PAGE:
Lay Off the Fed

A prominent topic of discussion among market watchers and pundits has been US Federal Reserve Chairman Ben Bernanke’s presumed fear of raising interest rates. The theory is that Bernanke is reluctant to raise rates because it would hurt the Fed’s balance sheet. This is the latest in a series of anti-Fed, pseudo-hard money claims. Although theories like this are entertaining, they offer nothing to investors.

It’s true that the Federal Reserve chairmanship is partly a political position–indeed it was a purely political position for the last Fed chairman–and consequently any Fed chairman should be expected to come under fire due to the politics of the moment. But the last time we checked, the Fed’s dual mandate didn’t include turning a profit.

The Fed is many things, but it’s not a hedge fund and as such does not mark to market–no losses occur until a transaction is completed. Even if the Fed were to book a loss on its balance sheet, these losses would never truly be realized. That’s because the Fed can just rebate these losses back to the Treasury department.  

Grim theories regarding the management of the US economy always make for a good read. But as we noted in the June 1, 2011, issue of the Global Investment Strategist, “Prepare the Rally Caps,” the challenges facing the US economy are long-term in nature and well-known to investors.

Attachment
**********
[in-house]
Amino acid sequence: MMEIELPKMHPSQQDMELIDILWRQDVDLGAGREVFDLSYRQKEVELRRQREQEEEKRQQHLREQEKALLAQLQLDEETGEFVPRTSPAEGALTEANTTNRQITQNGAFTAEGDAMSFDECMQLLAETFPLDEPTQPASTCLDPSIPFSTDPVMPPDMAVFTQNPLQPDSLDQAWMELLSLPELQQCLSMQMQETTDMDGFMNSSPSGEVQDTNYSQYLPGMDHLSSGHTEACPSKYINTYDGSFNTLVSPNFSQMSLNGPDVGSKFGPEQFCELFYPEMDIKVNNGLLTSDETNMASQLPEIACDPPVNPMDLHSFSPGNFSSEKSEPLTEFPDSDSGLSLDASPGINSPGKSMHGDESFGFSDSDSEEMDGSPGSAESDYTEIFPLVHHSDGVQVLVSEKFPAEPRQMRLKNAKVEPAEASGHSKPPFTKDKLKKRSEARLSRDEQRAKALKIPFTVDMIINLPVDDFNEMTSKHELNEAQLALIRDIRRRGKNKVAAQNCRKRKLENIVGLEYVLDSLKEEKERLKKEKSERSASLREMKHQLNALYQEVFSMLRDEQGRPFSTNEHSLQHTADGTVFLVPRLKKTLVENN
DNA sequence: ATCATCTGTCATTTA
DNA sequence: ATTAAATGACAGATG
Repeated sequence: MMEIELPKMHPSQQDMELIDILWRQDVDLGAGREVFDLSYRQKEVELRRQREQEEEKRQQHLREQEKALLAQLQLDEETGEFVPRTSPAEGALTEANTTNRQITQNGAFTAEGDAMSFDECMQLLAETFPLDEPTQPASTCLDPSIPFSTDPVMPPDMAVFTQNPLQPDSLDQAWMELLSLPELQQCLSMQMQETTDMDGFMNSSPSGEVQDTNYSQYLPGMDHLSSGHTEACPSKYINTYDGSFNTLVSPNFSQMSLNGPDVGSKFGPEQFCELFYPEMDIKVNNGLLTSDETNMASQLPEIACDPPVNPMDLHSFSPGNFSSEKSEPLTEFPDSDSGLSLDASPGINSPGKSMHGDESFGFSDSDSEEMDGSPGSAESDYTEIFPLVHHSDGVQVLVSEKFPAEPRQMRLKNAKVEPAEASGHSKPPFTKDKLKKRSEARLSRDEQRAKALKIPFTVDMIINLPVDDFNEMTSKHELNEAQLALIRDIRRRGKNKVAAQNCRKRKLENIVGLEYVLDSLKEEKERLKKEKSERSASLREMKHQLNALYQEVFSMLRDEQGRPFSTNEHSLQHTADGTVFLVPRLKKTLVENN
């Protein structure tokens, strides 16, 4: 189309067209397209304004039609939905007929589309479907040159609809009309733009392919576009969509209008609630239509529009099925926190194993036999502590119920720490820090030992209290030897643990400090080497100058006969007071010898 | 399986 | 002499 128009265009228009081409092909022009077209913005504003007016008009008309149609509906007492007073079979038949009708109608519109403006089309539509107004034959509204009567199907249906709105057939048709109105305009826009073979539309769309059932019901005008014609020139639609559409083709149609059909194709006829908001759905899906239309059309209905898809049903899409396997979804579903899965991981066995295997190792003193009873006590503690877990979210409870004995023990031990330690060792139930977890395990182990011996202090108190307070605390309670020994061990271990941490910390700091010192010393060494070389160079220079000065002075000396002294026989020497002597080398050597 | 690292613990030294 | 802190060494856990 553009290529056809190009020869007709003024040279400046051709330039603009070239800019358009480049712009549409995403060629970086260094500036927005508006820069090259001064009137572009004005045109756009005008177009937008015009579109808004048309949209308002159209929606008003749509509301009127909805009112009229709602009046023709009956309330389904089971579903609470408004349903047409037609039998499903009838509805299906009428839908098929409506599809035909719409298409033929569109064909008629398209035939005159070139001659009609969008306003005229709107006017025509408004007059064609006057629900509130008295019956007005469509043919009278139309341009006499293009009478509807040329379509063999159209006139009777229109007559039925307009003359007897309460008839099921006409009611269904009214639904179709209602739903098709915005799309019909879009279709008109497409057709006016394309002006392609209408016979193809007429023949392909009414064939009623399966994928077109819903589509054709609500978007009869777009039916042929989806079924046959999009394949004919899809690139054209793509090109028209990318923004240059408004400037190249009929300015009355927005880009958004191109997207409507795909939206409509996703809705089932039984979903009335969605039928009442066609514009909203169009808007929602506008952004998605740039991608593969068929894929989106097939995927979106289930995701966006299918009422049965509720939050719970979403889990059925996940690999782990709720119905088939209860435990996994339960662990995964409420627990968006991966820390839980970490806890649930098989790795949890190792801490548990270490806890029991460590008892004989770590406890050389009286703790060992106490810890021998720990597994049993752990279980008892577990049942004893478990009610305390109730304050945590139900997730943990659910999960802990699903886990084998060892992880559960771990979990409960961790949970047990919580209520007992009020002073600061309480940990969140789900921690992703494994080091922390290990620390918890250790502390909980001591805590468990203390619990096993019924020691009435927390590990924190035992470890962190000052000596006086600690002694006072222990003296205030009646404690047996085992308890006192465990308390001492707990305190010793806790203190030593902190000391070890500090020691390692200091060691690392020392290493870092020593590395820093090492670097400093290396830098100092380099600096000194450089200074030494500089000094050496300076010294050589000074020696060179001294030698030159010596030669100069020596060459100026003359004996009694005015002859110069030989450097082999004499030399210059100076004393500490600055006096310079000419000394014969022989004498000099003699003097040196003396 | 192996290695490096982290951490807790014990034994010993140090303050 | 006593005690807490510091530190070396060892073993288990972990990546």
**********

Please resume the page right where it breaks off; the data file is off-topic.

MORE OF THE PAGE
Furthermore, as we stated in the March 21, 2009, issue of Passport to Profits, “The End of America as We Know It, “the challenges facing the US economy are structural in nature and will affect the country’s rate of growth, standard of living and global economic leadership. In other words, these issues have nothing to do with a “relapse” and/or debt levels, debt ceilings, or the Fed’s balance sheet.”

In regards to the emerging markets, investors have surely noticed that these markets have struggled to stay in positive territory this year. Not only have investors booked profits after these markets rallied from their 2009 lows, economies in developing countries have faced significant headwinds in 2011.  

Emerging markets have suffered from an uncertain US economic recovery, high inflation, rising commodity prices and government measures intended to slow economic growth in developing countries. But these challenges do not alter our investment case for emerging markets, where increased urbanization, domestic consumption and new infrastructure will fuel growth for the foreseeable future. Furthermore, valuations in emerging markets remain reasonable; the MSCI Emerging Markets Index trades at 10.4 times forward earnings, a significant discount to its long-term average of 13.6. Consequently, any weakness in emerging markets should be viewed as a buying opportunity.

We maintain our forecast that emerging markets, particularly those in Asia, will outperform developed markets this year. Emerging markets should experience double-digit growth at the end of the summer and through the rest of the year. Don’t follow the herd. The best time to invest is when others are fearful or merely unwilling to come to grips with powerful investment trends.

For more about investing in emerging markets, visit us at the Global Investment Strategist